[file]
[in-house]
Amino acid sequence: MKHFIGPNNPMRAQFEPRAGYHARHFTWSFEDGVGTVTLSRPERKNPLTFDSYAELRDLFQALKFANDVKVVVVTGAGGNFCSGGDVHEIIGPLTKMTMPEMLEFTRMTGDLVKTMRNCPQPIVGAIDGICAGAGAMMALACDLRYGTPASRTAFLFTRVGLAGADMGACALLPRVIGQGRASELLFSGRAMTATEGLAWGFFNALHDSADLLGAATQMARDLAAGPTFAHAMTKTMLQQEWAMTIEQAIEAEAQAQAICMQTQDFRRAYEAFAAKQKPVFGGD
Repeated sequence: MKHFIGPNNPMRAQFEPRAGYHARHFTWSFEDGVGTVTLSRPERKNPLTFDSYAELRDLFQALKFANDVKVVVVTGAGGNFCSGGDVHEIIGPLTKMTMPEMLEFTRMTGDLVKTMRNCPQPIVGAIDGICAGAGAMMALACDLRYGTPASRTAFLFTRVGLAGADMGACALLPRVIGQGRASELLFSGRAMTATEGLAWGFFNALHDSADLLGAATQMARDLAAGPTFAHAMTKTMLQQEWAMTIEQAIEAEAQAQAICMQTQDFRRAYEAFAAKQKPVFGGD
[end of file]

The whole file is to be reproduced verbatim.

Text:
[in-house]
Amino acid sequence: MKHFIGPNNPMRAQFEPRAGYHARHFTWSFEDGVGTVTLSRPERKNPLTFDSYAELRDLFQALKFANDVKVVVVTGAGGNFCSGGDVHEIIGPLTKMTMPEMLEFTRMTGDLVKTMRNCPQPIVGAIDGICAGAGAMMALACDLRYGTPASRTAFLFTRVGLAGADMGACALLPRVIGQGRASELLFSGRAMTATEGLAWGFFNALHDSADLLGAATQMARDLAAGPTFAHAMTKTMLQQEWAMTIEQAIEAEAQAQAICMQTQDFRRAYEAFAAKQKPVFGGD
Repeated sequence: MKHFIGPNNPMRAQFEPRAGYHARHFTWSFEDGVGTVTLSRPERKNPLTFDSYAELRDLFQALKFANDVKVVVVTGAGGNFCSGGDVHEIIGPLTKMTMPEMLEFTRMTGDLVKTMRNCPQPIVGAIDGICAGAGAMMALACDLRYGTPASRTAFLFTRVGLAGADMGACALLPRVIGQGRASELLFSGRAMTATEGLAWGFFNALHDSADLLGAATQMARDLAAGPTFAHAMTKTMLQQEWAMTIEQAIEAEAQAQAICMQTQDFRRAYEAFAAKQKPVFGGD